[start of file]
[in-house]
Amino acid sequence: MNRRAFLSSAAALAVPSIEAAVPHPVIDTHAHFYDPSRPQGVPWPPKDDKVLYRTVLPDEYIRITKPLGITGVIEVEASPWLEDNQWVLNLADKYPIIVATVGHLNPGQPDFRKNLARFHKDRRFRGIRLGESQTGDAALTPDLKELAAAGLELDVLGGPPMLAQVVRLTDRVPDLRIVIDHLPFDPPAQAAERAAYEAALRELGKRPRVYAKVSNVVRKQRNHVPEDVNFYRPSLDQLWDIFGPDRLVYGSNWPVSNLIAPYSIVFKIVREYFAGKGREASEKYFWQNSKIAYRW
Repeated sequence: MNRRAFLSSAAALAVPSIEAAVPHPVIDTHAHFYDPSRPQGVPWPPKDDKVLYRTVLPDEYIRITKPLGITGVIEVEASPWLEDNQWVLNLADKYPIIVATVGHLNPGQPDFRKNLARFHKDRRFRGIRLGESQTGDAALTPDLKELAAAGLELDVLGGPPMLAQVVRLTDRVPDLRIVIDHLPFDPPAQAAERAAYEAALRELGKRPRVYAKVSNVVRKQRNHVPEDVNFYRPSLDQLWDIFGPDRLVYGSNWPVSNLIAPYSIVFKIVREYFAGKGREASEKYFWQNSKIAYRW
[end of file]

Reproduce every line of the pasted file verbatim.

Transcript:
[in-house]
Amino acid sequence: MNRRAFLSSAAALAVPSIEAAVPHPVIDTHAHFYDPSRPQGVPWPPKDDKVLYRTVLPDEYIRITKPLGITGVIEVEASPWLEDNQWVLNLADKYPIIVATVGHLNPGQPDFRKNLARFHKDRRFRGIRLGESQTGDAALTPDLKELAAAGLELDVLGGPPMLAQVVRLTDRVPDLRIVIDHLPFDPPAQAAERAAYEAALRELGKRPRVYAKVSNVVRKQRNHVPEDVNFYRPSLDQLWDIFGPDRLVYGSNWPVSNLIAPYSIVFKIVREYFAGKGREASEKYFWQNSKIAYRW
Repeated sequence: MNRRAFLSSAAALAVPSIEAAVPHPVIDTHAHFYDPSRPQGVPWPPKDDKVLYRTVLPDEYIRITKPLGITGVIEVEASPWLEDNQWVLNLADKYPIIVATVGHLNPGQPDFRKNLARFHKDRRFRGIRLGESQTGDAALTPDLKELAAAGLELDVLGGPPMLAQVVRLTDRVPDLRIVIDHLPFDPPAQAAERAAYEAALRELGKRPRVYAKVSNVVRKQRNHVPEDVNFYRPSLDQLWDIFGPDRLVYGSNWPVSNLIAPYSIVFKIVREYFAGKGREASEKYFWQNSKIAYRW